How did you first hear about the Wallifornia MusicTech Program?
In 2019, we joined the “Project Music” accelerator program sponsored by Google for Start-Ups in Nashville, Tennessee, and it gave us access to the music industry. At the time, dopr was in its infancy, and we only had one engineer. We got so much out of that first accelerator, so we decided to research other top music tech accelerators. When we discovered Wallifornia, the company was much further along and in a stronger place. We had hired two more engineers and brought on our co-founder and chief strategy officer, Robert Abelow. We were excited to participate in Wallifornia with a more developed product, vision, and team.
Everything seemed to have aligned. For us, the timing was excellent, because we ended the program with our first prototype, which was completed just in time for Demo Day.
What did you think of it?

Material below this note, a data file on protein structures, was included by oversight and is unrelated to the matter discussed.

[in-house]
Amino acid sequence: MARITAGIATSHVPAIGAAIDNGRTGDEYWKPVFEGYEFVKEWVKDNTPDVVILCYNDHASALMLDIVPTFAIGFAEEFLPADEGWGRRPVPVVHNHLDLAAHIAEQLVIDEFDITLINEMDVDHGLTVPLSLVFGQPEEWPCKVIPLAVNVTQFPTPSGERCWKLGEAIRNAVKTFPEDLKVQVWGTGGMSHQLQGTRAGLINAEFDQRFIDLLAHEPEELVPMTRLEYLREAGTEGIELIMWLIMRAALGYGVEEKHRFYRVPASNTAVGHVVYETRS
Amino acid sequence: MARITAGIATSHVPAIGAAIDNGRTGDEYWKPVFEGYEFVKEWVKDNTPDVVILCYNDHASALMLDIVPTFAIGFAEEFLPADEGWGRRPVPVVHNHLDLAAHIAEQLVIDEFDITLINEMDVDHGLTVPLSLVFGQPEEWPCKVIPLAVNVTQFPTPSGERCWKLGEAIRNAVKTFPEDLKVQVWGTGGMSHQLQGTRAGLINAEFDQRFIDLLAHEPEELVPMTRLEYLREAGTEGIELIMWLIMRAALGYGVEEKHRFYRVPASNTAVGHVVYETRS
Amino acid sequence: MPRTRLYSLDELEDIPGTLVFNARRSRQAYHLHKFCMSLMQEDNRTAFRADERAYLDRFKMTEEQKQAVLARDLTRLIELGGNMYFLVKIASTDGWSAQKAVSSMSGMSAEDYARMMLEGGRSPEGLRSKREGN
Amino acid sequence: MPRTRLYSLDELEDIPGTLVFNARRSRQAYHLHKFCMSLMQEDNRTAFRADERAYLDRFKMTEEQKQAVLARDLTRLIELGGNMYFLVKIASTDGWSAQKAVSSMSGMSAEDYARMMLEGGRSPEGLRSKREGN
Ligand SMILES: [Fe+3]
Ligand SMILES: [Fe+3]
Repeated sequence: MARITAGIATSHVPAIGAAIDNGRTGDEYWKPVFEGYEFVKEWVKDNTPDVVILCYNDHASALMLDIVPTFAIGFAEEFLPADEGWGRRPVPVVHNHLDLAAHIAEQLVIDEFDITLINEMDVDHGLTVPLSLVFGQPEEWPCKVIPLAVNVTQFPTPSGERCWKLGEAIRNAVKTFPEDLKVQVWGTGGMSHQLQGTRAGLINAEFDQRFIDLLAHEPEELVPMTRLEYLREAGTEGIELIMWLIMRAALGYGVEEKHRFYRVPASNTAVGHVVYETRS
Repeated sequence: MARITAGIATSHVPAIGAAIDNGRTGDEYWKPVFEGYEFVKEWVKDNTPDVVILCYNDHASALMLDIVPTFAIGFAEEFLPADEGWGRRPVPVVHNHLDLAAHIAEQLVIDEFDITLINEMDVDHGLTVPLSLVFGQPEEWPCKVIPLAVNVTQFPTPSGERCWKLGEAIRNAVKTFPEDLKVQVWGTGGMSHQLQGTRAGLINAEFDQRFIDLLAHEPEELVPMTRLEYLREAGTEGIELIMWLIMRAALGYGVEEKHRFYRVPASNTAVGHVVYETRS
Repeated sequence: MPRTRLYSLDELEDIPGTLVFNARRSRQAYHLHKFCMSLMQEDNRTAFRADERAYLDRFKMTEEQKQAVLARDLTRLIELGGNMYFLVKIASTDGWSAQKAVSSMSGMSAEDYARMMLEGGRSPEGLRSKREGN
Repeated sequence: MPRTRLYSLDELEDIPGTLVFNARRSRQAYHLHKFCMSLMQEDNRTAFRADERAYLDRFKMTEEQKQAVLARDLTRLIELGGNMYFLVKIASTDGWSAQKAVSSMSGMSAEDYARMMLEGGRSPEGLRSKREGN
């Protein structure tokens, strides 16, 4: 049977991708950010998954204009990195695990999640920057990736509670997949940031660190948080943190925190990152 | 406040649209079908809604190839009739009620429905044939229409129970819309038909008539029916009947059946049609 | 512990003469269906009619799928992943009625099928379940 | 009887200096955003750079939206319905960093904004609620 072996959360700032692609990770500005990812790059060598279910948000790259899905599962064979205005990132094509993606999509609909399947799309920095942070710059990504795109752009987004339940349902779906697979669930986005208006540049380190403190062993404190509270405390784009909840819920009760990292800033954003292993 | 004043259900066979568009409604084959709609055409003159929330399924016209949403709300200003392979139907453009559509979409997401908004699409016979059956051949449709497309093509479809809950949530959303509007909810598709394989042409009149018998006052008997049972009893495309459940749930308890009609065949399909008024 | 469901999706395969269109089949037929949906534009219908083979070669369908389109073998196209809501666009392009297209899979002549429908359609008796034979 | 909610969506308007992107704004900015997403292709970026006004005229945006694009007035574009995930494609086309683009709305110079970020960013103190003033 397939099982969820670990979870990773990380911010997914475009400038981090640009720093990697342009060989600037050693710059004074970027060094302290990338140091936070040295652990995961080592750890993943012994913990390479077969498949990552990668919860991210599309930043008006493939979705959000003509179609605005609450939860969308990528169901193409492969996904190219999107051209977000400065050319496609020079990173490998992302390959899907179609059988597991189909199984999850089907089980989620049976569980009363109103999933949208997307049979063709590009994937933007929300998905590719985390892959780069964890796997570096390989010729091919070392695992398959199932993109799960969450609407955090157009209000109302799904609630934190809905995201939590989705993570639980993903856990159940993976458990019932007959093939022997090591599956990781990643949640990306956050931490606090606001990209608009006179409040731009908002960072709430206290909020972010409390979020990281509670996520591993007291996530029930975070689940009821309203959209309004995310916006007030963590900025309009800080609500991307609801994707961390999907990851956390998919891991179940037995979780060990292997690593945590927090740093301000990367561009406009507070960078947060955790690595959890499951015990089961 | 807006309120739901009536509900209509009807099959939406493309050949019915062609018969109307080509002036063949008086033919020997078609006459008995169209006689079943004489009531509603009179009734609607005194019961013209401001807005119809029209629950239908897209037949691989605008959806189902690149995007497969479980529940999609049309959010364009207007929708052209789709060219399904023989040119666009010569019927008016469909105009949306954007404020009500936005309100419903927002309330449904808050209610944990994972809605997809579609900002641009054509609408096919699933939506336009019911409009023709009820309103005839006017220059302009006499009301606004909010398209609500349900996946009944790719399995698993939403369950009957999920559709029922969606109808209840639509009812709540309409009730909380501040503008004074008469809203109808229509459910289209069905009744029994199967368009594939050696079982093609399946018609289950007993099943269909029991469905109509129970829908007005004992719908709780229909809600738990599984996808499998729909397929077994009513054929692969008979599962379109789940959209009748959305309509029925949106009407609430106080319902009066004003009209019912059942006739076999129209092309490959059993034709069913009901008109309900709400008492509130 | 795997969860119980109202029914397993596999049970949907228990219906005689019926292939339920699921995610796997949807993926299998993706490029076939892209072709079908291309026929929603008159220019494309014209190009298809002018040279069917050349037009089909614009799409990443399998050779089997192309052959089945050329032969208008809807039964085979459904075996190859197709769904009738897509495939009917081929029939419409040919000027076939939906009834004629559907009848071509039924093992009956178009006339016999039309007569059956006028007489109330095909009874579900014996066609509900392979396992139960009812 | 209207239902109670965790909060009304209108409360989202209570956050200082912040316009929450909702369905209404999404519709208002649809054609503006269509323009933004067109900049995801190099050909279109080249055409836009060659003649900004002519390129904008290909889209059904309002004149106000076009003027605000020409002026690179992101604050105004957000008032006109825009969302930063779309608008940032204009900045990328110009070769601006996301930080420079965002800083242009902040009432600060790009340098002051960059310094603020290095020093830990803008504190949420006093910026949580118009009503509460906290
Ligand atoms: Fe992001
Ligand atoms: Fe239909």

It is a great program. We met a lot of smart people and got a chance at listening to great talks as well. In particular, we enjoyed the one-on-one mentoring sessions with our advisor Frederic Garroy. His contributions to the vision of Secret Chord Laboratories were monumental. We also got a chance to exchange with music industry experts like Tuhin Roy, Senior Vice President of New Digital Business and Innovation at Universal Music Group. The information presented in the meetings and the experience of the mentors were invaluable. We were honored to be named ‘2020 Startup of the Year. We have relayed this information to our network, and it has contributed to strong recent advancements with our industry beta tests and fundraising.